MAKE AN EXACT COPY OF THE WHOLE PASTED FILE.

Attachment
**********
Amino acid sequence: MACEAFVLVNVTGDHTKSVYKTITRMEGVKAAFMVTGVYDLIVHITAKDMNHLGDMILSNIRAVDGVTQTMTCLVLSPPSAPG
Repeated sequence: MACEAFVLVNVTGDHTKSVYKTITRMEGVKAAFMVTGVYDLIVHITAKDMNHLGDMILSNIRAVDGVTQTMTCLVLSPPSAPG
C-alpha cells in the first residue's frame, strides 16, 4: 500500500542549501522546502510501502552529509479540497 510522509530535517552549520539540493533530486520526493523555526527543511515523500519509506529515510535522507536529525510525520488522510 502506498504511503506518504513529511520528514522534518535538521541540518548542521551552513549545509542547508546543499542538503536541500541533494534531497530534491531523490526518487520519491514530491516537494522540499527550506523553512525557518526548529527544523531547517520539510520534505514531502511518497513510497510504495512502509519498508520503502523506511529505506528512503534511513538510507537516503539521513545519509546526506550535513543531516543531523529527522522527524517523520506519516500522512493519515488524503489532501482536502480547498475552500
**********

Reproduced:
Amino acid sequence: MACEAFVLVNVTGDHTKSVYKTITRMEGVKAAFMVTGVYDLIVHITAKDMNHLGDMILSNIRAVDGVTQTMTCLVLSPPSAPG
Repeated sequence: MACEAFVLVNVTGDHTKSVYKTITRMEGVKAAFMVTGVYDLIVHITAKDMNHLGDMILSNIRAVDGVTQTMTCLVLSPPSAPG
C-alpha cells in the first residue's frame, strides 16, 4: 500500500542549501522546502510501502552529509479540497 510522509530535517552549520539540493533530486520526493523555526527543511515523500519509506529515510535522507536529525510525520488522510 502506498504511503506518504513529511520528514522534518535538521541540518548542521551552513549545509542547508546543499542538503536541500541533494534531497530534491531523490526518487520519491514530491516537494522540499527550506523553512525557518526548529527544523531547517520539510520534505514531502511518497513510497510504495512502509519498508520503502523506511529505506528512503534511513538510507537516503539521513545519509546526506550535513543531516543531523529527522522527524517523520506519516500522512493519515488524503489532501482536502480547498475552500